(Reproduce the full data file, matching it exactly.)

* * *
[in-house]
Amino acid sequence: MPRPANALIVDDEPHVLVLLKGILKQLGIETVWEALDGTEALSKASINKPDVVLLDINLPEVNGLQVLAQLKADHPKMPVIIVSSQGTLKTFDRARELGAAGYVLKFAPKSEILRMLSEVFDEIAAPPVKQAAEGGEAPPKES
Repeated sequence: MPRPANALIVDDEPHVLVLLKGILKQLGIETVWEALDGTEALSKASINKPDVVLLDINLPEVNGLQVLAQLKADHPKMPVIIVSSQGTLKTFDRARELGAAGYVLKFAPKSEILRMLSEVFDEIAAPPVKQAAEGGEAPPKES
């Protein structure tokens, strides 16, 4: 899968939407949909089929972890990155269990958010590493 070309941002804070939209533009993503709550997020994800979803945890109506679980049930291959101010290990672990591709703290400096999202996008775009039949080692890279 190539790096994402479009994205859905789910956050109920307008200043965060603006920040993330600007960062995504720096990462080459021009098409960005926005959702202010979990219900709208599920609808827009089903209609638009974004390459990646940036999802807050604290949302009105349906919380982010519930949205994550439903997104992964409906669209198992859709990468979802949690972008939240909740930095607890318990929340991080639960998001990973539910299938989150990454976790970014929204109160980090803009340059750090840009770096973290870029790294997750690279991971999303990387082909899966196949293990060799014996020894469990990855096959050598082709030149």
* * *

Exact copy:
[in-house]
Amino acid sequence: MPRPANALIVDDEPHVLVLLKGILKQLGIETVWEALDGTEALSKASINKPDVVLLDINLPEVNGLQVLAQLKADHPKMPVIIVSSQGTLKTFDRARELGAAGYVLKFAPKSEILRMLSEVFDEIAAPPVKQAAEGGEAPPKES
Repeated sequence: MPRPANALIVDDEPHVLVLLKGILKQLGIETVWEALDGTEALSKASINKPDVVLLDINLPEVNGLQVLAQLKADHPKMPVIIVSSQGTLKTFDRARELGAAGYVLKFAPKSEILRMLSEVFDEIAAPPVKQAAEGGEAPPKES
């Protein structure tokens, strides 16, 4: 899968939407949909089929972890990155269990958010590493 070309941002804070939209533009993503709550997020994800979803945890109506679980049930291959101010290990672990591709703290400096999202996008775009039949080692890279 190539790096994402479009994205859905789910956050109920307008200043965060603006920040993330600007960062995504720096990462080459021009098409960005926005959702202010979990219900709208599920609808827009089903209609638009974004390459990646940036999802807050604290949302009105349906919380982010519930949205994550439903997104992964409906669209198992859709990468979802949690972008939240909740930095607890318990929340991080639960998001990973539910299938989150990454976790970014929204109160980090803009340059750090840009770096973290870029790294997750690279991971999303990387082909899966196949293990060799014996020894469990990855096959050598082709030149």